BRUSSELS — European lawmakers have nominated Kremlin critic and anti-corruption campaigner Aleksei Navalny for this year’s Sakharov Prize for Freedom of Thought.
The center-right European People’s Party (EPP), the biggest group in the European Parliament, said on September 18 that it had picked Navalny because “he does not only defend freedom of thought in Russia, but is one of the few voices of truth” in the country.
Navalny has been one of President Vladimir Putin‘s most vocal critics for the better part of a decade, enduring multiple incarcerations, a barred attempt to run for president, and a hamstrung bid for the Moscow mayor’s post.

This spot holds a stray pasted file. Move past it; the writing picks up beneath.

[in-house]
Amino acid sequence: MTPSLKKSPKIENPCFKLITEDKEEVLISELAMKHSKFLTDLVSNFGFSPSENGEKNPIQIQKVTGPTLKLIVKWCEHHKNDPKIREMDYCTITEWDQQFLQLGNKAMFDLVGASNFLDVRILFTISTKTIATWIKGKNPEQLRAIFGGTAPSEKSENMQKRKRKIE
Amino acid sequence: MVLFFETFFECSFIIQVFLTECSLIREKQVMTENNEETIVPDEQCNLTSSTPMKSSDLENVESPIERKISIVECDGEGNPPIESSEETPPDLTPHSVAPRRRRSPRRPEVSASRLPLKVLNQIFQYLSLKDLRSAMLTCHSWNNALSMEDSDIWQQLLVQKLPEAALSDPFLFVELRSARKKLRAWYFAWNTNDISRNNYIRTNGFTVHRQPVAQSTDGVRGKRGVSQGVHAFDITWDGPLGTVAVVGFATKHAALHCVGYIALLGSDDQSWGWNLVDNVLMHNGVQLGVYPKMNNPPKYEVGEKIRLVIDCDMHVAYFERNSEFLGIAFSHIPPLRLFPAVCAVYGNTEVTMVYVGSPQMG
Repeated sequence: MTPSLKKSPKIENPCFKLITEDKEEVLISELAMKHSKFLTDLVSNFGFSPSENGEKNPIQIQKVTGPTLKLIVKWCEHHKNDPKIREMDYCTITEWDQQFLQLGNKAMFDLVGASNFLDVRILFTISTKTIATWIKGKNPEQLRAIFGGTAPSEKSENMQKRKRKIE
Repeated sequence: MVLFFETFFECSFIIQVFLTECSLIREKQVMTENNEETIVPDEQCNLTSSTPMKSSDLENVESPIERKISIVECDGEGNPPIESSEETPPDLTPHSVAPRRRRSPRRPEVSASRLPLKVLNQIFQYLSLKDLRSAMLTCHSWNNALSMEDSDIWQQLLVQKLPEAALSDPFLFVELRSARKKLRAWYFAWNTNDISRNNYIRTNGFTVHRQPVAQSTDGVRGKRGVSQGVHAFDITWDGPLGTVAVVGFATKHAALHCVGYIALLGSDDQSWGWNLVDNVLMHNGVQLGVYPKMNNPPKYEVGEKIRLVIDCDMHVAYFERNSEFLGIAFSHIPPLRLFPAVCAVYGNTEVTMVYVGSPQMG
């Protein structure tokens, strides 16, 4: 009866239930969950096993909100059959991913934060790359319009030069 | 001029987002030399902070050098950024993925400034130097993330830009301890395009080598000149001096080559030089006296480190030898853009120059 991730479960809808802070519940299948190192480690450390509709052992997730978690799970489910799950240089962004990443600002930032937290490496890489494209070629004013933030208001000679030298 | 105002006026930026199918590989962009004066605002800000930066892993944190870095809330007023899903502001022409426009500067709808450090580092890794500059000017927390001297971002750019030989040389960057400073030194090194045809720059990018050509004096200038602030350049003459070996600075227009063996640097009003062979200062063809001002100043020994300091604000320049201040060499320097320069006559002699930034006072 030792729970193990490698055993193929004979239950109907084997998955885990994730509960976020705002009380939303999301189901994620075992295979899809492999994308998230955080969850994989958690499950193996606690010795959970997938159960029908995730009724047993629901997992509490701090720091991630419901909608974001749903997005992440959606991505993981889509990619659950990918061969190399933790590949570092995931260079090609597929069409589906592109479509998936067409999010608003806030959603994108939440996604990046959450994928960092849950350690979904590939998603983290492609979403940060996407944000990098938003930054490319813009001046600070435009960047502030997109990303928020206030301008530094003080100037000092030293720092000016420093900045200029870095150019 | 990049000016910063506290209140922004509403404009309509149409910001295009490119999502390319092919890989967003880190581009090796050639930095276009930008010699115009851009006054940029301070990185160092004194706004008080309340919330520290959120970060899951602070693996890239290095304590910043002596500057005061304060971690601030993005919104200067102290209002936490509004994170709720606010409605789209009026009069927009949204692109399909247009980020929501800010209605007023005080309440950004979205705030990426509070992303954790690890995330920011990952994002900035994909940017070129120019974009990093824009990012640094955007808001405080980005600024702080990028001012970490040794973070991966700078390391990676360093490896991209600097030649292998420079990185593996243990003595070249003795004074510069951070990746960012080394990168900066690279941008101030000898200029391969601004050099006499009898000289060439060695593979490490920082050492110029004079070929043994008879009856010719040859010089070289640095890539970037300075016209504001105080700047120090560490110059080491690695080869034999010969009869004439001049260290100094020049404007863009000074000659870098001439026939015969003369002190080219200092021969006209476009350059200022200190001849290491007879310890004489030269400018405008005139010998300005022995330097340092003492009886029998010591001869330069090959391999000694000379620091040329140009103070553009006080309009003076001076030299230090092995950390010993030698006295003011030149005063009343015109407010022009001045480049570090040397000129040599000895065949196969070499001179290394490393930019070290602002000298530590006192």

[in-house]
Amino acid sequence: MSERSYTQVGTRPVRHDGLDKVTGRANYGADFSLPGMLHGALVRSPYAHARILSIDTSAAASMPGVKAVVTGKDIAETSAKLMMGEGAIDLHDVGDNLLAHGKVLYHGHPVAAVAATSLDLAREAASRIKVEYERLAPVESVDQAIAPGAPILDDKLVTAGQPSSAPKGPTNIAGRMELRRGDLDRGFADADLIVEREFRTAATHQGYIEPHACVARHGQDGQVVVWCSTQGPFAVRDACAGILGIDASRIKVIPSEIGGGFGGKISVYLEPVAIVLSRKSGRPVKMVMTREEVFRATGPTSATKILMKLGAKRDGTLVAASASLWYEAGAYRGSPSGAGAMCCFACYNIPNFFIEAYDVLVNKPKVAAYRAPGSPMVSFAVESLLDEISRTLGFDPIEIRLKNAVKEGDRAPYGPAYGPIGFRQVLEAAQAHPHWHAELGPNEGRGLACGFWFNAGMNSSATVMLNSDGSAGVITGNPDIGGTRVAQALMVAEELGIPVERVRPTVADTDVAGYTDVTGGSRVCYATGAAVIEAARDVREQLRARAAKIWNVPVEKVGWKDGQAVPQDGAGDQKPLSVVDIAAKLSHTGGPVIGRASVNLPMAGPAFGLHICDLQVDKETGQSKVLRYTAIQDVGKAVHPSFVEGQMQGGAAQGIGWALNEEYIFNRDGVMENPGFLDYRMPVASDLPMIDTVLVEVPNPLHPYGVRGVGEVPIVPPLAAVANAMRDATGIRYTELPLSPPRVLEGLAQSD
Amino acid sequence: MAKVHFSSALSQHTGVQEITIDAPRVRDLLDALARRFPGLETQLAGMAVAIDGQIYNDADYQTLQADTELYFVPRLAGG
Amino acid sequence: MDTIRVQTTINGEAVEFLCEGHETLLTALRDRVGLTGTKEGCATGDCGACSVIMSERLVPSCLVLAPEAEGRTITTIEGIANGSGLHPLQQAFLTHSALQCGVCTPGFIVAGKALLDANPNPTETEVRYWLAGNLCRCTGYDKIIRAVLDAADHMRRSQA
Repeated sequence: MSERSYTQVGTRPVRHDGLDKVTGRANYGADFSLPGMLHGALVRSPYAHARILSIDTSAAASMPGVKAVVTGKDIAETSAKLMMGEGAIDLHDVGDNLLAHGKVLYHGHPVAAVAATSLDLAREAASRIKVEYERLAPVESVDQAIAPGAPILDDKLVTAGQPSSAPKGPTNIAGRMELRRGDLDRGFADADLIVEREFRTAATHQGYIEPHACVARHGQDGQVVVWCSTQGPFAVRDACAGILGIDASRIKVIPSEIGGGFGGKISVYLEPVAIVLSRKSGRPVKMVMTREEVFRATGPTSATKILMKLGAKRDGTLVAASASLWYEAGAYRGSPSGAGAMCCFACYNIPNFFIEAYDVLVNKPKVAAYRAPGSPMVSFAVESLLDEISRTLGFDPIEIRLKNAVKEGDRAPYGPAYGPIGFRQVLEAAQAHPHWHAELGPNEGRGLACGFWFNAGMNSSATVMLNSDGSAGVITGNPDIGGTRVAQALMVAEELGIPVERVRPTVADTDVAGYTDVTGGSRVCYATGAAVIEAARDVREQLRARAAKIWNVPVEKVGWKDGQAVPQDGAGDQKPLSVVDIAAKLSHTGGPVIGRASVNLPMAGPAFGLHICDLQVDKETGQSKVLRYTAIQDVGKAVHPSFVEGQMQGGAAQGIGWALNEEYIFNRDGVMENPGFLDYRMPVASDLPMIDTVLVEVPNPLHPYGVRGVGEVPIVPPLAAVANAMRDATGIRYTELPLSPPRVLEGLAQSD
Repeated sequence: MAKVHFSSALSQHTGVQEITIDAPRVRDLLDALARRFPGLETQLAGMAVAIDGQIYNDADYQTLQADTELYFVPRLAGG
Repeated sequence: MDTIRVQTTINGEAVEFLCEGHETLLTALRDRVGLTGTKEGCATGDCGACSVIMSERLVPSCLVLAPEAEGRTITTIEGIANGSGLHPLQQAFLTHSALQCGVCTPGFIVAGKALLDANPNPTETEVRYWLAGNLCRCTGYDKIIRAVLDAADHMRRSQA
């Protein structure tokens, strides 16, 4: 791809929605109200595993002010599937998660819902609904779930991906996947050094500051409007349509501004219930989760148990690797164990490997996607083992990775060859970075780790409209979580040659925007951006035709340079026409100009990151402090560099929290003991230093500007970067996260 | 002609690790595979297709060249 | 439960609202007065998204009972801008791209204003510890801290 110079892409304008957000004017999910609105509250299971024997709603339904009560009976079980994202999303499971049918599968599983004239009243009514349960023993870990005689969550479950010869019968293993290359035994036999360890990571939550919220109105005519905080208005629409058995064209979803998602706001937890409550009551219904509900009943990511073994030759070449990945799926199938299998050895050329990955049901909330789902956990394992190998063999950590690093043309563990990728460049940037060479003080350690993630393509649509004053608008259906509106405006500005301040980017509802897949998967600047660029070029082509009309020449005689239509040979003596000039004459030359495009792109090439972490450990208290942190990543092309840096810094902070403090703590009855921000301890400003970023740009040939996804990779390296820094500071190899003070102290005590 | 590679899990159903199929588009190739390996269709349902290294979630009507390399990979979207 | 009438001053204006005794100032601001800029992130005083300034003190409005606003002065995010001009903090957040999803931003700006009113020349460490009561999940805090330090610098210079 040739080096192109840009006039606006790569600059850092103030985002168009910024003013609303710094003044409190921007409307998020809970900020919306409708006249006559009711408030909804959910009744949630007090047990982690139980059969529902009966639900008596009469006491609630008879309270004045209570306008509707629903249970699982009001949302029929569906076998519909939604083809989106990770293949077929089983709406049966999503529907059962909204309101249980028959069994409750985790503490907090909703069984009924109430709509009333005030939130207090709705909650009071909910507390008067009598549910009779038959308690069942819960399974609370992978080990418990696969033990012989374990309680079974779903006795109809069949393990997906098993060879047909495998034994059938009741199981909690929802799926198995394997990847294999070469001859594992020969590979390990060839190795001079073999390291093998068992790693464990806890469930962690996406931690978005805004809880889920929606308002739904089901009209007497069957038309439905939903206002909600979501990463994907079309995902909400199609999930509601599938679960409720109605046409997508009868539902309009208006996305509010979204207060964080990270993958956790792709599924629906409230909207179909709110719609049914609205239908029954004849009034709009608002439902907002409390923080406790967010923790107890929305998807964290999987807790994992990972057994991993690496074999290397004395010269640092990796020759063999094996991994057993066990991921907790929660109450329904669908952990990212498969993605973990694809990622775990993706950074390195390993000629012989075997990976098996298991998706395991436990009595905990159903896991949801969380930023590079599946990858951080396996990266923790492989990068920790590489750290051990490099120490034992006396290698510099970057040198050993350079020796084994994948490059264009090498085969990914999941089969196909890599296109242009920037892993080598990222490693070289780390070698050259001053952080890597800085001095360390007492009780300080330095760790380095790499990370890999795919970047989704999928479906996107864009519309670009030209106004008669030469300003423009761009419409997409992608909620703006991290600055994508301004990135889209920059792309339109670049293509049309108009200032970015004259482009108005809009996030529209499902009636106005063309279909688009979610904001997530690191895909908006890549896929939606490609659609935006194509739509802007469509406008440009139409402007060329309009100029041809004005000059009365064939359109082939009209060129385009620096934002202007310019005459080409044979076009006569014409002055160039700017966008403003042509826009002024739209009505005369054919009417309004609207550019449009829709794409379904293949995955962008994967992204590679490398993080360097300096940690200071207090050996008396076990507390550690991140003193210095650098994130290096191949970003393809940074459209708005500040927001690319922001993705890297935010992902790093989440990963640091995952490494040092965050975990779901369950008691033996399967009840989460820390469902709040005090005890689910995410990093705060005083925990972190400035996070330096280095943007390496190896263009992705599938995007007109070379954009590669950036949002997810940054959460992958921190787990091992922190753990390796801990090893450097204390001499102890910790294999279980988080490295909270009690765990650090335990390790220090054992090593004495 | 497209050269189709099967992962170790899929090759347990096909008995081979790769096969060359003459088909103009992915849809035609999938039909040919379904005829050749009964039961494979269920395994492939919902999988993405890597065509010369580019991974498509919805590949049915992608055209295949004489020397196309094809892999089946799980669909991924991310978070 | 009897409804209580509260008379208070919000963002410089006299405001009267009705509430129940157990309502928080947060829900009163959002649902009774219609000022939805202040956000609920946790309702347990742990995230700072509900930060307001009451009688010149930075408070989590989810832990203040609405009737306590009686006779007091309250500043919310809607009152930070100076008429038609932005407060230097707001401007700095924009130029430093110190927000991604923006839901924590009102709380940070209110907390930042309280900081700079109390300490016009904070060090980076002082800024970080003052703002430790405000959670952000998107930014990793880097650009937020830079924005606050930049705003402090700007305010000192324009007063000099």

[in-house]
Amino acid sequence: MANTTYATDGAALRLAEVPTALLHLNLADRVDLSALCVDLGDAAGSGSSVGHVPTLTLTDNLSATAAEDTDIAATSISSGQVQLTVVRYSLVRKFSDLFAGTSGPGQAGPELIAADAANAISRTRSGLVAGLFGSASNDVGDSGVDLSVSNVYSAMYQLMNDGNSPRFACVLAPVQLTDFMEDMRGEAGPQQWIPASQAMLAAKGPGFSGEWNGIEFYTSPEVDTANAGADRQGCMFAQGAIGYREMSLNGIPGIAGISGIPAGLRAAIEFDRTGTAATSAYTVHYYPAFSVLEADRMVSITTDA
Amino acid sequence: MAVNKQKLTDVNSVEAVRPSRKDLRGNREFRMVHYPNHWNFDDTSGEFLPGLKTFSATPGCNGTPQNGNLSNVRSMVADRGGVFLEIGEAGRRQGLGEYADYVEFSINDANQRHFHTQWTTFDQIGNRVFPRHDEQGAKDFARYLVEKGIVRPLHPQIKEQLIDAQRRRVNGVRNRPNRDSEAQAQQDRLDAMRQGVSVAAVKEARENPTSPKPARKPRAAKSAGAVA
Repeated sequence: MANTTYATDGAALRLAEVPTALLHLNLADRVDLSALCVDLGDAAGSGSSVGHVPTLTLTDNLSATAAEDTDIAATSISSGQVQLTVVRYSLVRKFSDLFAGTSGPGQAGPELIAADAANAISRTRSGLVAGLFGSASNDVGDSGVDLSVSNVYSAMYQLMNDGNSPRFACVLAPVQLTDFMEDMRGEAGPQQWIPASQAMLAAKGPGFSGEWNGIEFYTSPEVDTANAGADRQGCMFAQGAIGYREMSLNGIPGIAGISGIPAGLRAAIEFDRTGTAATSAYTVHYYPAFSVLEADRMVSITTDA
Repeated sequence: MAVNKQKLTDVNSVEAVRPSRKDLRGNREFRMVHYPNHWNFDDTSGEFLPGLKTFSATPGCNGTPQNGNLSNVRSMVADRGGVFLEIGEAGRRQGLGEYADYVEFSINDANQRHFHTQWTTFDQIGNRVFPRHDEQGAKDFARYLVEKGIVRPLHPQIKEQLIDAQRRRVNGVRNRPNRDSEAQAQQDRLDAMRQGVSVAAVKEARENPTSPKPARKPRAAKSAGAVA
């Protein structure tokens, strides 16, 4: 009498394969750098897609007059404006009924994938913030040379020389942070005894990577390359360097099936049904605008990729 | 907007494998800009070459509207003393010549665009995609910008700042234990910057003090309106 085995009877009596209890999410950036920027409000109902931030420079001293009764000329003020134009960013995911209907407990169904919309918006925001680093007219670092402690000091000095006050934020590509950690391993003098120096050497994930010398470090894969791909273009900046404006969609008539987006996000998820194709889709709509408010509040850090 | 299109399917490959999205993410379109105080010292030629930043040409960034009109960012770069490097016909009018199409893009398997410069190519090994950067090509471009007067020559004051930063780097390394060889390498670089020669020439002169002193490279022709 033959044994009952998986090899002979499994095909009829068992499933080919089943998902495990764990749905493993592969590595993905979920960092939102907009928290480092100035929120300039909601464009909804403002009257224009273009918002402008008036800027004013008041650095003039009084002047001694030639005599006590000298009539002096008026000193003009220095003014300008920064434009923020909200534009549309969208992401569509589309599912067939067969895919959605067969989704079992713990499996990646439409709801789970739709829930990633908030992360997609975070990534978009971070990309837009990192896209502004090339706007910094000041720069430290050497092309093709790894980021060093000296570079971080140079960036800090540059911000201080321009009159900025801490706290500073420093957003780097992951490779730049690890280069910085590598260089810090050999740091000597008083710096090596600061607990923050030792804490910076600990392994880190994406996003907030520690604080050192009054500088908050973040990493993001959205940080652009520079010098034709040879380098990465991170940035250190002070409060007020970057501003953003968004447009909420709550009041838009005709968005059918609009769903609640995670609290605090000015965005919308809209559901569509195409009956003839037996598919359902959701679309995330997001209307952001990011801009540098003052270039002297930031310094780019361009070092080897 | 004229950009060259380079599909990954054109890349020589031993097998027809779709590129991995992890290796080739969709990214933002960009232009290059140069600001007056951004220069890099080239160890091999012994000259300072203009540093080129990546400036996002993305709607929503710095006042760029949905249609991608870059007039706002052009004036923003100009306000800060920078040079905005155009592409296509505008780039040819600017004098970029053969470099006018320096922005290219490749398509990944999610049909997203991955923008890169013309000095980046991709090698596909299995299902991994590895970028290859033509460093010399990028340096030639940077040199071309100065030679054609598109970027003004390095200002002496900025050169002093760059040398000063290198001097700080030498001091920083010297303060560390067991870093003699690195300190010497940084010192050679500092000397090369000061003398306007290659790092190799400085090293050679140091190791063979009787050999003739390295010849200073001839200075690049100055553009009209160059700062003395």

The deadline for nominations for the prestigious Sakharov Prize is September 19.
Other nominees include Ilham Tohti, an advocate for China‘s Uyghur minority who is serving a life sentence on separatism-related charges.
On September 30, all the nominees will be officially presented at the European Parliament’s committees on foreign affairs and development, which will shortlist three of them.
The laureate is to be announced on October 24.
The annual prize is named after the Soviet physicist and dissident Andrei Sakharov and was established in 1988 by the EU’s parliament to honor individuals and organizations defending human rights and fundamental freedoms.
Last year’s winner, the Ukrainian film-maker Oleg Sentsov, has yet to collect the prize
Sentsov was released from Russian custody earlier this month as part of a prisoner swap with Ukraine.